You may need dual cards( better than 5850) if you are planning on a 2560 x 1600 monitor or triple monitor surround gaming.
Otherwise, a single card like the GTX570 or 6970 will give you good gaming at 1080P resolution.
You will avoid issues with games that do not perform with dual gpu's.
You will also preserve your option to go sli later.

2) A full ATX motherboard will have 7 expansion slots. Each graphics card will take two slots. Just make certain that the slot type you need will not be covered by the graphics card/s. A micro-ATX board will have 4 slots, and be cheaper. With your sound card, you will be limited to one graphics card.

3) I happen to like the Antec 300. There is plenty of room, so long as you do not need to fill all 6 3.5" drive bays.
No problem with what you listed, and then some.

4) Sandy bridge is a shockingly capable processor. The 2500K is marginally slower at stock, but perhaps the equal when overclocked to the 2600K
If the extra $100 for the 2600K is not an issue, get it. If you are on a budget, and the $100 is important to you, spend it to upgrade your video card from say a GTX570 to a GTX580. You will get better gaming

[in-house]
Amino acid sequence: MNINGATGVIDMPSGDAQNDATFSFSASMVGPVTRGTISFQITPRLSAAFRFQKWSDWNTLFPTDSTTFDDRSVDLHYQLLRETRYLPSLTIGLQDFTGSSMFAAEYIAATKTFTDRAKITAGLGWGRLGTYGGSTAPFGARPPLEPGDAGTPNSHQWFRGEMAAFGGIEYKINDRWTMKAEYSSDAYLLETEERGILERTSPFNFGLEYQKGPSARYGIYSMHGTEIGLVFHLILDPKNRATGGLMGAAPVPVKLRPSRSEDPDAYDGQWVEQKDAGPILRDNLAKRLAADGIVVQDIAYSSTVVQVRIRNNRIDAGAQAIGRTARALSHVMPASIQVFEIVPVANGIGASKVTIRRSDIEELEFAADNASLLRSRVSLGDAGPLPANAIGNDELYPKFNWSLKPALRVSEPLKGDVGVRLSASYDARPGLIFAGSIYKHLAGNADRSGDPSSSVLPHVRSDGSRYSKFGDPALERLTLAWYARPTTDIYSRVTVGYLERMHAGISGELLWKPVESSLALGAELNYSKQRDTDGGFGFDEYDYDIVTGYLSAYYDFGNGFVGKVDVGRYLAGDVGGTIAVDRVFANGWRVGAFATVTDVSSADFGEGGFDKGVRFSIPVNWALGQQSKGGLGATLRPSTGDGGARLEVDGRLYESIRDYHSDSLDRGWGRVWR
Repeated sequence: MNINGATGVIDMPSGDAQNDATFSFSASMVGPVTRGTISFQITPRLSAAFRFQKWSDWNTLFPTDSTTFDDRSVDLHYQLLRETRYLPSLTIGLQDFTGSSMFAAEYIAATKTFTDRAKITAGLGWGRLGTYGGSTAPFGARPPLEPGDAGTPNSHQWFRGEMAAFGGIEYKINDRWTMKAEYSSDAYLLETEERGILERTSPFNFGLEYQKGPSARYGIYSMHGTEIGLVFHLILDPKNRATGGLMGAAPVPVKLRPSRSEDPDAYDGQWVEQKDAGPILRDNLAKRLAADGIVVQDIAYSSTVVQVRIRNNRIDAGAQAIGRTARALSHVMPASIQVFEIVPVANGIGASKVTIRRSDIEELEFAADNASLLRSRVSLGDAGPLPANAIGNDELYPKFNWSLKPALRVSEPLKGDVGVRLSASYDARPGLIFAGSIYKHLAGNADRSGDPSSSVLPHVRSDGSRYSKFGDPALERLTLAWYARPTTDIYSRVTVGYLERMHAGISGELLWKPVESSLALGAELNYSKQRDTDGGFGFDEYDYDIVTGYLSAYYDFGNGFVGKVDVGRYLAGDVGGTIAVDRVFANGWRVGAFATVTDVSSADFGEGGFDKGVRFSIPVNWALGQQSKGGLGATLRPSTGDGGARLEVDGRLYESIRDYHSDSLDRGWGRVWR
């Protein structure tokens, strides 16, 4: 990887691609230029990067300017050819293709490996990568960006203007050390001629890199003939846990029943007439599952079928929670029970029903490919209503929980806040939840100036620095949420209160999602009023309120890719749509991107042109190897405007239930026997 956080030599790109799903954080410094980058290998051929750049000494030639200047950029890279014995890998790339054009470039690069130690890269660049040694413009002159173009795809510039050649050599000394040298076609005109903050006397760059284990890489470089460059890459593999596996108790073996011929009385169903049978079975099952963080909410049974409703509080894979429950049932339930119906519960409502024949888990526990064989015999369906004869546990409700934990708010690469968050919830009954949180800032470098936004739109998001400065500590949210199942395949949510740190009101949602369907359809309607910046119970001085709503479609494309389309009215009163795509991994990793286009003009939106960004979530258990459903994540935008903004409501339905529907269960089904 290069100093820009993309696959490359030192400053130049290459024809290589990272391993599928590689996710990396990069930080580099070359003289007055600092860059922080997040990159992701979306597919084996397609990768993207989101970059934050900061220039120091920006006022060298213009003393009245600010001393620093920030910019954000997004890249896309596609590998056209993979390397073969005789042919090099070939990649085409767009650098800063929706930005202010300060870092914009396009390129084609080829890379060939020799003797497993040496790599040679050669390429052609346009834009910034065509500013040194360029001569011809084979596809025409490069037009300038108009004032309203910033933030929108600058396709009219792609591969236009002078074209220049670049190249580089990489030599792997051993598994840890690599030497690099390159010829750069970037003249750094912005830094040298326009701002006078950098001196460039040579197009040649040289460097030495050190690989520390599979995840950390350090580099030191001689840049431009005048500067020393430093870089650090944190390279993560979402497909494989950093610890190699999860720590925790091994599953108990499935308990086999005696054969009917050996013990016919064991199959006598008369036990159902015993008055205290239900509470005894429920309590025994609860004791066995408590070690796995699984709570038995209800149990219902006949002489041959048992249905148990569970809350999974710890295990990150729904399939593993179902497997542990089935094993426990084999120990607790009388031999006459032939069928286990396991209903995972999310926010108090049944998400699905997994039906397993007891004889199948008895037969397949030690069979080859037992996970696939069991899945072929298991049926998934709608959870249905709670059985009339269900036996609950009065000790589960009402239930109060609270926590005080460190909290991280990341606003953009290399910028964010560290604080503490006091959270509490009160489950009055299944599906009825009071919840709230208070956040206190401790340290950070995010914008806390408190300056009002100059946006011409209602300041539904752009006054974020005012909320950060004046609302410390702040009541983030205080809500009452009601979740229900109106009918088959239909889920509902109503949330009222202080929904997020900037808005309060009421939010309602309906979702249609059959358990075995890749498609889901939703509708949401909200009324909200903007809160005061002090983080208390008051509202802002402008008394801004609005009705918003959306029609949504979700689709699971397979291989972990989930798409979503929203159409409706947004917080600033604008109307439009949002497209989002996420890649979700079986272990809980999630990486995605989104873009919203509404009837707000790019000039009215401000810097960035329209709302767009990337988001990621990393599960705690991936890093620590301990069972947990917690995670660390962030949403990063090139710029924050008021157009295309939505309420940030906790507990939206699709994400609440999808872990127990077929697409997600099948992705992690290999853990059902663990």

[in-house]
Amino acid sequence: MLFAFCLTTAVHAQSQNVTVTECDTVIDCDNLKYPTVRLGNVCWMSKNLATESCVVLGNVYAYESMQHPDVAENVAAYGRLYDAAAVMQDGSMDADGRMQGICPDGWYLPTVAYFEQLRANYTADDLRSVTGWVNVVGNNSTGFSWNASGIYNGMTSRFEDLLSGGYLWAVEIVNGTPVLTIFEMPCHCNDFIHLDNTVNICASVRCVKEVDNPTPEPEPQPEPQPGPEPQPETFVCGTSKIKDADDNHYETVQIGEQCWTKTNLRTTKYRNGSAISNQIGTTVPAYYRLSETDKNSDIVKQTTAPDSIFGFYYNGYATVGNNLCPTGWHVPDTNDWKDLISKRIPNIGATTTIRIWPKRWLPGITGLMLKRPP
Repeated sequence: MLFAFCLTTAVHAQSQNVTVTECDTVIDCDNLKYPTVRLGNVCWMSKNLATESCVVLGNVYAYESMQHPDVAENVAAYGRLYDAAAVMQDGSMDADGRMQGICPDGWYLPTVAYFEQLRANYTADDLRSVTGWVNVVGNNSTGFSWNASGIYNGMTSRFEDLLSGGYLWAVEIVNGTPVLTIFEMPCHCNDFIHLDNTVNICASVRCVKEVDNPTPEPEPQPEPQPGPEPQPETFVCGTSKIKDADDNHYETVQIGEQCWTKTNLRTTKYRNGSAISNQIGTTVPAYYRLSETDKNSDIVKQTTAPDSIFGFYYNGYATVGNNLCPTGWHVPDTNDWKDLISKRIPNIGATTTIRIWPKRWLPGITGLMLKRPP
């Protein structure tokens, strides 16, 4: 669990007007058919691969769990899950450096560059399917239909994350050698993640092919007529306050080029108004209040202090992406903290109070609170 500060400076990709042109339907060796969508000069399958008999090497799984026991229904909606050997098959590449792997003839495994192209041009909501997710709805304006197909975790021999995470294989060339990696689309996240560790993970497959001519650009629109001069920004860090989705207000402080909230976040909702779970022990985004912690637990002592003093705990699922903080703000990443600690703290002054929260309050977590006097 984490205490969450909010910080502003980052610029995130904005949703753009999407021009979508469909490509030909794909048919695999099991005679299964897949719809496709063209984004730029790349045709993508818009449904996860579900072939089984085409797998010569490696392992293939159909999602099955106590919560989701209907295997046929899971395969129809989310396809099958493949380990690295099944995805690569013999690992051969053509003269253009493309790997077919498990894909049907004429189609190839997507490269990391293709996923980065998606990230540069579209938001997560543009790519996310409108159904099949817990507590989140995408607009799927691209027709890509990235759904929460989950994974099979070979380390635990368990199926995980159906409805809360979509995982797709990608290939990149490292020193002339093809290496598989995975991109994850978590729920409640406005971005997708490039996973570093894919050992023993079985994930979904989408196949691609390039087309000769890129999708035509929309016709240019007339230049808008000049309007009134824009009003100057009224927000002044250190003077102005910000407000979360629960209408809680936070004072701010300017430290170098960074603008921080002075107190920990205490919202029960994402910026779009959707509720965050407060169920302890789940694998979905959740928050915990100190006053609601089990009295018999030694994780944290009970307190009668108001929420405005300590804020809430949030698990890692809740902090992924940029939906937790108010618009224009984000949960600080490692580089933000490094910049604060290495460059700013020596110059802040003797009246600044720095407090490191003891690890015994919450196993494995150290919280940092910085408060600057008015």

5) Get a decent cpu cooler up front, you will OC easier, and higher. Prolimatech megahalems rev b is about the best and easy to install. Or, the CM hyper 212 is almost as good at half the price. Either is better than the stock cooler if you will OC.

6) Download and read the motherboard and case manuals now. They will answer many questions.

7) Today, there is not a lot of performance difference among SSD's of the same capacity. Synthetic benchmarks are all over the place, but they bear little relation to YOUR access pattern. There is a lot of marketing hype touting sequential performance. Most users do 90% small random reads. You will be happy with any current SSD. Do remember to specify AHCI as the sata mode in the bios to get trim support.

-----good luck-----
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a c 91 B Homebuilt system
January 21, 2011 9:48:53 PM

For some of my budget suggests you could go here :D 
http://www.squidoo.com/electronicandmore

Well as good as the 5850 is, the scaling on the old 5xxx series cards aren't as good as the 6xxx series. In my opinion you should go for 6850 CF if you do get dual cards. Maybe even look into the price drop of the 6870 since there is going to be a 6950 1GB.

Oh and your SSD I hope you mean the Vertex 2, not the Vertex original.
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January 21, 2011 9:57:26 PM

madmonkeymusic said:
interesting! does the 6gb/s really seem faster to people who have used both?, has that been a bottle neck. I guess mostly my choice was review based but if the performance is better I could sacrifice the space for sure.